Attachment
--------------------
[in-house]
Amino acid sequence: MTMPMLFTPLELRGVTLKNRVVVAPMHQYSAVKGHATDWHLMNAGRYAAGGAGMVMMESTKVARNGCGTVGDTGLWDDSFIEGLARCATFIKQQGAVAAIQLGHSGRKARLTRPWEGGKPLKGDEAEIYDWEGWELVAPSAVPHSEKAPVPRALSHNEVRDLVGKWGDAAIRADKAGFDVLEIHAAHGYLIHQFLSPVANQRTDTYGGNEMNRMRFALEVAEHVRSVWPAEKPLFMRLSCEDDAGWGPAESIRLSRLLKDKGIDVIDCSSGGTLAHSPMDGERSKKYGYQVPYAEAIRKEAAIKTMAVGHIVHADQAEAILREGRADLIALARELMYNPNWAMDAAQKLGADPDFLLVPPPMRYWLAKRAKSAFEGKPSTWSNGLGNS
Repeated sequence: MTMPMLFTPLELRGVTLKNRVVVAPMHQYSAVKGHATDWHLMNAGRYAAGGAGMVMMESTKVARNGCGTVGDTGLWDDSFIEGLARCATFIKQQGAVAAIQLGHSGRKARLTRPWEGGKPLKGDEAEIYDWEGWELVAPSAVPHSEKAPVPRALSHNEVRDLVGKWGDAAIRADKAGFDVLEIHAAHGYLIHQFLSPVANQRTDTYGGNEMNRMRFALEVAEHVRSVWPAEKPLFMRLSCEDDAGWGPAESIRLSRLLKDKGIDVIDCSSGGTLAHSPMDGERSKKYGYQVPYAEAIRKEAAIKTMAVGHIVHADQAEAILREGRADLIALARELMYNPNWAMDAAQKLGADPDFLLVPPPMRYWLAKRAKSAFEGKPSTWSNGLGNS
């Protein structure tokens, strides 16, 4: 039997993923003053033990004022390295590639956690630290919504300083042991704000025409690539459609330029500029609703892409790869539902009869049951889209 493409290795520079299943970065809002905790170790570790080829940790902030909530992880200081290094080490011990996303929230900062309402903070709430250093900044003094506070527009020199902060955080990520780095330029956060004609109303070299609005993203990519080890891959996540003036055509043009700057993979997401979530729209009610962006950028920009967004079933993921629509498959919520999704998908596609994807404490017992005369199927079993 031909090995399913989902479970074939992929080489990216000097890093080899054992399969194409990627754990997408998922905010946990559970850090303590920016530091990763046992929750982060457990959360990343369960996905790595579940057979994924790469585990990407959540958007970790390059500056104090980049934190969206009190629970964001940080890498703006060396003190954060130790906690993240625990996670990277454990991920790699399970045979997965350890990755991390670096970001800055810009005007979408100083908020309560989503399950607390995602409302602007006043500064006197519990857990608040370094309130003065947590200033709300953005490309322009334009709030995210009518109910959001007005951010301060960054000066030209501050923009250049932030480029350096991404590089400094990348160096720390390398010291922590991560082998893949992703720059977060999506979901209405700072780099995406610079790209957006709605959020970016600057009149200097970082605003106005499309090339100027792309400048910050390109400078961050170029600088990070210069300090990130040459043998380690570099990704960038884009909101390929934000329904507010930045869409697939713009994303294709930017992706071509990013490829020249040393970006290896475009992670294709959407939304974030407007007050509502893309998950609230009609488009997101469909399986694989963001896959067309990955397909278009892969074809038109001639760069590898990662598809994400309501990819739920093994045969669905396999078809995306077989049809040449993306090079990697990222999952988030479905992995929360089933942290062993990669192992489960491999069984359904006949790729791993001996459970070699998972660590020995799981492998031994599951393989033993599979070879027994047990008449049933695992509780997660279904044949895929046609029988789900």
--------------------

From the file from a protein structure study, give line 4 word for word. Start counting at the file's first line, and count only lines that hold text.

């Protein structure tokens, strides 16, 4: 039997993923003053033990004022390295590639956690630290919504300083042991704000025409690539459609330029500029609703892409790869539902009869049951889209 493409290795520079299943970065809002905790170790570790080829940790902030909530992880200081290094080490011990996303929230900062309402903070709430250093900044003094506070527009020199902060955080990520780095330029956060004609109303070299609005993203990519080890891959996540003036055509043009700057993979997401979530729209009610962006950028920009967004079933993921629509498959919520999704998908596609994807404490017992005369199927079993 031909090995399913989902479970074939992929080489990216000097890093080899054992399969194409990627754990997408998922905010946990559970850090303590920016530091990763046992929750982060457990959360990343369960996905790595579940057979994924790469585990990407959540958007970790390059500056104090980049934190969206009190629970964001940080890498703006060396003190954060130790906690993240625990996670990277454990991920790699399970045979997965350890990755991390670096970001800055810009005007979408100083908020309560989503399950607390995602409302602007006043500064006197519990857990608040370094309130003065947590200033709300953005490309322009334009709030995210009518109910959001007005951010301060960054000066030209501050923009250049932030480029350096991404590089400094990348160096720390390398010291922590991560082998893949992703720059977060999506979901209405700072780099995406610079790209957006709605959020970016600057009149200097970082605003106005499309090339100027792309400048910050390109400078961050170029600088990070210069300090990130040459043998380690570099990704960038884009909101390929934000329904507010930045869409697939713009994303294709930017992706071509990013490829020249040393970006290896475009992670294709959407939304974030407007007050509502893309998950609230009609488009997101469909399986694989963001896959067309990955397909278009892969074809038109001639760069590898990662598809994400309501990819739920093994045969669905396999078809995306077989049809040449993306090079990697990222999952988030479905992995929360089933942290062993990669192992489960491999069984359904006949790729791993001996459970070699998972660590020995799981492998031994599951393989033993599979070879027994047990008449049933695992509780997660279904044949895929046609029988789900």